Publications Sustainable, healthy cities: protocol of a mixed methods evaluation of a cluster randomized controlled trial for Aedes control in Brazil using a community mobilization approach


Une publication en open access soutenue par le Réseau - An open access publication by Kate Zinszer and colleagues supported by the Network.

Kate Zinszer, Andrea Caprara, Antonio Lima, Stéphanie Degroote, Monica Zahreddine, Kellyanne Abreu, Mabel Carabali, Katia Charland, Mayana Azevedo Dantas, José Wellington, Beatriz Parra, Florence Fournet, Emmanuel Bonnet, Denis Pérez, Emilie Robert, Christian Dagenais, Tarik Benmarhnia, Neil Andersson & Valéry Ridde, dans Trials volume 21, Article number: 182 (2020).

Authors' abstract


Dengue is increasing in its global presence with an estimated 4 billion people at-risk of infection in at least 128 countries. Despite the promising results of EcoHealth and community mobilization approaches to Aedes reduction, more evidence of their efficacy on reducing dengue risk is needed. The principal research question is to determine if interventions based upon community mobilization reduce the risk of dengue virus infection among children 3 to 9 years old compared to usual dengue control practice in Fortaleza, Brazil.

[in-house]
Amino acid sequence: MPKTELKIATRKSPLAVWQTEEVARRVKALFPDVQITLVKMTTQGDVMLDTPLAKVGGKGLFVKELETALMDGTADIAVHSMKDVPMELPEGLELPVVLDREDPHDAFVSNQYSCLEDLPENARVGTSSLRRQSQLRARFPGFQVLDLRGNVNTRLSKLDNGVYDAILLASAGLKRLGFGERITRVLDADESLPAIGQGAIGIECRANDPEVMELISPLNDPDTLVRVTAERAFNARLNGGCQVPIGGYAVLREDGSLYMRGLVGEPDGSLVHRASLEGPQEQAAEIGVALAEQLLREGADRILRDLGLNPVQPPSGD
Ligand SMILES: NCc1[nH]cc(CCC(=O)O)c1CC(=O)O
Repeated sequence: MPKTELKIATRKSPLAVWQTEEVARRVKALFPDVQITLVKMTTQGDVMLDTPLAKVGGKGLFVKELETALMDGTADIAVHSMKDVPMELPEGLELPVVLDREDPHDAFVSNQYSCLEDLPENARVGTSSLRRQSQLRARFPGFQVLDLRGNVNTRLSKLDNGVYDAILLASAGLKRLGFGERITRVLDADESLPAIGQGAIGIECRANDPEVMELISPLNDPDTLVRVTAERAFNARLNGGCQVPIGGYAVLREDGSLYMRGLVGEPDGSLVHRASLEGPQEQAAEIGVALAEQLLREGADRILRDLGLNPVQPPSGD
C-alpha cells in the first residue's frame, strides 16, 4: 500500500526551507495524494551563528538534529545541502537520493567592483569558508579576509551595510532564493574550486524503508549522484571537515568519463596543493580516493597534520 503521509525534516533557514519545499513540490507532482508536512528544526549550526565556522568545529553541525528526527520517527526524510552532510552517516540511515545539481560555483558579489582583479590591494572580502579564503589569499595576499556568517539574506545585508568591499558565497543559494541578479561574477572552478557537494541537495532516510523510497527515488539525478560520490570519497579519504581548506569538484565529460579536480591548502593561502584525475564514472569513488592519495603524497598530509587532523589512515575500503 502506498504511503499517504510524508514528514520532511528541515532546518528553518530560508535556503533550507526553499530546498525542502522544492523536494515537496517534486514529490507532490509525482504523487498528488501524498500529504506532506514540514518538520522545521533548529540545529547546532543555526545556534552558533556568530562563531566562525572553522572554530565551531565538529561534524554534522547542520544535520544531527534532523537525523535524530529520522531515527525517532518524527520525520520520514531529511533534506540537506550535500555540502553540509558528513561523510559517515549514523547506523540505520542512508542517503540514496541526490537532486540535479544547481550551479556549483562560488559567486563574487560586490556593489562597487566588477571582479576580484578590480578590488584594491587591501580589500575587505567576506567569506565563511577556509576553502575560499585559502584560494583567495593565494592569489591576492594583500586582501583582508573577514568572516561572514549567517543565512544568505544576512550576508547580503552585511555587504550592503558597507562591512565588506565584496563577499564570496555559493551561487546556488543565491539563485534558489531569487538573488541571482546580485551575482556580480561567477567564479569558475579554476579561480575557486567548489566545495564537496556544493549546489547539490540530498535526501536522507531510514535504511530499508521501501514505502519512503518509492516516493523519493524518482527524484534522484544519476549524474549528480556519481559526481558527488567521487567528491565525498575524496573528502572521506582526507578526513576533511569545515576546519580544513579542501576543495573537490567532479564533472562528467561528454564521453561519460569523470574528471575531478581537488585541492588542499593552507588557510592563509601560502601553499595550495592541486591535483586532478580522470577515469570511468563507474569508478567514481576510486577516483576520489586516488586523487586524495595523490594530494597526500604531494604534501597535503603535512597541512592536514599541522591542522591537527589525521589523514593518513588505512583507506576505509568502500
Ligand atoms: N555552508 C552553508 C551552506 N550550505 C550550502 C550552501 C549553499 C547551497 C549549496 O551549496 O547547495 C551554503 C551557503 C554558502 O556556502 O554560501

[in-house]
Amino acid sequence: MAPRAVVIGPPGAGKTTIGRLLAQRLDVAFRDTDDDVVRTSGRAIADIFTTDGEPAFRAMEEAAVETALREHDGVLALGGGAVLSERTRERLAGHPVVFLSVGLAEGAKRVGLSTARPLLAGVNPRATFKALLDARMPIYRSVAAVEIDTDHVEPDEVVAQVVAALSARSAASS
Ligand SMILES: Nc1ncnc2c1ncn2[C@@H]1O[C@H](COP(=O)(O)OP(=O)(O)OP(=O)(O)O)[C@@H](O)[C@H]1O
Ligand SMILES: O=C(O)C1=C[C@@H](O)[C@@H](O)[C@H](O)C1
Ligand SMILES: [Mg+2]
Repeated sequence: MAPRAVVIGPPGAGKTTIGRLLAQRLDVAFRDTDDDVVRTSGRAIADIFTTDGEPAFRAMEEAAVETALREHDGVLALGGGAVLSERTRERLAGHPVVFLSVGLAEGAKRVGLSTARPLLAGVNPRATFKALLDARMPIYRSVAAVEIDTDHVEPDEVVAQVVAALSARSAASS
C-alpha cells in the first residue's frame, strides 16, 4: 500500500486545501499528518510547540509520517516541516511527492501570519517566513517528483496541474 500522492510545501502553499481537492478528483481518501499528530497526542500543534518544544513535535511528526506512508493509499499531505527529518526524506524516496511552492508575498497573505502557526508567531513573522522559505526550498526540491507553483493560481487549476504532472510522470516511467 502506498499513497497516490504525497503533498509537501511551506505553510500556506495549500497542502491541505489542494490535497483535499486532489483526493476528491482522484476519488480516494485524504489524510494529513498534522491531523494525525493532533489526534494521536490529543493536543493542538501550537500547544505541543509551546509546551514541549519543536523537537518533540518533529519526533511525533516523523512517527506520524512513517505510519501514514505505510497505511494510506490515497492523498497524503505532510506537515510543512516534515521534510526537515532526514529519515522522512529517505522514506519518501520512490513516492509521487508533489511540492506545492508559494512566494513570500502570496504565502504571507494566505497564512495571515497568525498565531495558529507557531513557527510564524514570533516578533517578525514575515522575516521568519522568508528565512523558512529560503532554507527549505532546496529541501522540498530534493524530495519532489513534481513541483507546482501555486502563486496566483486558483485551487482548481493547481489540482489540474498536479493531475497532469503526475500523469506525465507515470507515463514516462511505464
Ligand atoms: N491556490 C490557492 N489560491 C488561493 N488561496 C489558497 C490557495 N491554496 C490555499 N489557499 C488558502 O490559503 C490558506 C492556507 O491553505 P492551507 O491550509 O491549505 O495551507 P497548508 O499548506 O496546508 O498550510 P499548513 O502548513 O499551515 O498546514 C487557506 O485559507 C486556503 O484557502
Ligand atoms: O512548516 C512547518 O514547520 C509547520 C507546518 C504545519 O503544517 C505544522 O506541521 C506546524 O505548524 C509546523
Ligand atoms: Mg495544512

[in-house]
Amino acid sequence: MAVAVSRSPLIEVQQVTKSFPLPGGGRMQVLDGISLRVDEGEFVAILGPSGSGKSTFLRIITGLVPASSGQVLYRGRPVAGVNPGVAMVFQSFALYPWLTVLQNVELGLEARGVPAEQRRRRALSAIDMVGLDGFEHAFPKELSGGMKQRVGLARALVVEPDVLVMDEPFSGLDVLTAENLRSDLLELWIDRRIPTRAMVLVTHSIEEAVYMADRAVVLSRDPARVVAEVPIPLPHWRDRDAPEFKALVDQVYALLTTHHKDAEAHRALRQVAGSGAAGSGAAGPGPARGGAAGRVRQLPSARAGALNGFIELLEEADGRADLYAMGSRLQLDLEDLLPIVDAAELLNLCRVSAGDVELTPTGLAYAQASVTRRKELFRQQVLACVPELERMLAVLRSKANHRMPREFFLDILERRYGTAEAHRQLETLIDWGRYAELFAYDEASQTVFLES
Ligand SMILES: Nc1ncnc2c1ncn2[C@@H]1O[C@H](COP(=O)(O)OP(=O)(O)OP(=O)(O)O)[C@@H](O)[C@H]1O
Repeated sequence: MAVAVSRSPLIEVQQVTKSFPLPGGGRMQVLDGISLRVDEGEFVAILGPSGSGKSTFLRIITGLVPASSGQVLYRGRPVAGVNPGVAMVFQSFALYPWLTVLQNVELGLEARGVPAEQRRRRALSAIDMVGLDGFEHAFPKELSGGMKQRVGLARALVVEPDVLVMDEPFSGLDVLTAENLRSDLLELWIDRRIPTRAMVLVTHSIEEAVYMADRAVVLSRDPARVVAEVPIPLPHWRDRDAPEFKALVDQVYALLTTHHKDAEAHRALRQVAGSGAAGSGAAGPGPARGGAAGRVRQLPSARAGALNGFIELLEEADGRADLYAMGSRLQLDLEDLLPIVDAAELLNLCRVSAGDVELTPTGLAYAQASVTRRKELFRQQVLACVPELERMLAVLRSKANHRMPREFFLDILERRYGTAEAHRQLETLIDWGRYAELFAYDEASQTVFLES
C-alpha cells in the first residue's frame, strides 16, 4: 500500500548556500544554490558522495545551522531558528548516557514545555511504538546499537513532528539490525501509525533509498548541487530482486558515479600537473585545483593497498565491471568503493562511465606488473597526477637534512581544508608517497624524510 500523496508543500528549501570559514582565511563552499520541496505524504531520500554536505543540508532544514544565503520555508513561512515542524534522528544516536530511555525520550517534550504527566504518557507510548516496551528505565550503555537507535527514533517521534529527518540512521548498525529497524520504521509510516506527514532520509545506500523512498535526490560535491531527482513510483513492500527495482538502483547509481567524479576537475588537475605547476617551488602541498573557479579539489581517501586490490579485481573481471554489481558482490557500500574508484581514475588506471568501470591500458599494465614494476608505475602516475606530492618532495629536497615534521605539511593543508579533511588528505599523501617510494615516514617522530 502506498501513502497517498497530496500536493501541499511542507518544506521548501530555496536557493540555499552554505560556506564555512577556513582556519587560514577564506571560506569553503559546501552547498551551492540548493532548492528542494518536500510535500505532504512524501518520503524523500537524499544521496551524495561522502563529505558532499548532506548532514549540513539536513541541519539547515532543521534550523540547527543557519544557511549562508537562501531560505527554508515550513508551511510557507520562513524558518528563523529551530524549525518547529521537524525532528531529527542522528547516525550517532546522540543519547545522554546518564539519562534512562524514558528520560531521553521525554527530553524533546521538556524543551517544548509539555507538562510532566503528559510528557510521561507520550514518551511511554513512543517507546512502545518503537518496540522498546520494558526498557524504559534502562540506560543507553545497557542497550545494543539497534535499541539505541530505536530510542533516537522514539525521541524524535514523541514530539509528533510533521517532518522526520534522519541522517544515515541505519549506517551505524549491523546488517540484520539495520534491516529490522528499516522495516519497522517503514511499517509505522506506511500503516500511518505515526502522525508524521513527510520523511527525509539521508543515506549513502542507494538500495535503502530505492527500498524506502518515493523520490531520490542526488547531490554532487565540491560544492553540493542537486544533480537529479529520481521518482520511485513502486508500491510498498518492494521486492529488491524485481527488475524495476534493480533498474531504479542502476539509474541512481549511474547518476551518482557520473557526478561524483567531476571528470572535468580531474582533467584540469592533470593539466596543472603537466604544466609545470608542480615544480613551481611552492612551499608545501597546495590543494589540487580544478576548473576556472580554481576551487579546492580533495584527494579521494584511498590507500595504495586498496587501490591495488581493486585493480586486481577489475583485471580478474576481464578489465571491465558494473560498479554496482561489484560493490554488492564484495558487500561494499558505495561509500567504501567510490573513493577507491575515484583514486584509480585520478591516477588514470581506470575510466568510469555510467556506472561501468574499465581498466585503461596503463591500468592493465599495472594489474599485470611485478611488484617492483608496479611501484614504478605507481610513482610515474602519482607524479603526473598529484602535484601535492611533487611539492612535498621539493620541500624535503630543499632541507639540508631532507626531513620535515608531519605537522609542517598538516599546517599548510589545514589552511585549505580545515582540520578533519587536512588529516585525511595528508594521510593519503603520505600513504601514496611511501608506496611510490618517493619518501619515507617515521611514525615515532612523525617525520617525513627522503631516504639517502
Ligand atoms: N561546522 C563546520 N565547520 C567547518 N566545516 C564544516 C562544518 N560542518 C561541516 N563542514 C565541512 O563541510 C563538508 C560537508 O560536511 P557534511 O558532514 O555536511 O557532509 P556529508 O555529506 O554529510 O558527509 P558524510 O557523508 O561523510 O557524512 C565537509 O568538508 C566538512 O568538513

The present study will follow a pragmatic cluster randomized controlled trial (cRCT) design with randomization at the census tract level with equal allocation to the two arms. In each arm, there will be 34 clusters of 86 children between 3 to 9 years old for an expected total of 5848 children enrolled in the study, assuming a risk reduction of 29.5% based upon findings from a previous multi-site cRCT. The primary outcomes are rates of anti-dengue Immunoglobulin G (IgG) seroconversion and adult female Aedes density. The intervention is based upon a participatory health research approach, Socializing Evidence for Participatory Action (SEPA), where the research evidence is used to foster community engagement and ownership of the health issue and solution. Following allocation, intervention communities will develop and implement their own solutions that will likely include a wide variety of collective events and media approaches. Data collection activities over a period of 3 years include household visits for blood collection, household surveys, and entomological surveys; and qualitative activities including focus groups, in-depth interviews, and document analysis to evaluate the process, acceptability, fidelity, and sustainability of the intervention. Study participants will be aware of their assignment and all research staff will be blinded although the intervention assignment will likely be revealed to field staff through interaction with participants.


The results of our study will provide evidence on community mobilization as an intervention for dengue control. We anticipate that if community mobilization is effective in Fortaleza, the results of this study will help develop evidence-based vector control programs in Brazil, and also in other countries struggling with Aedes-transmitted diseases.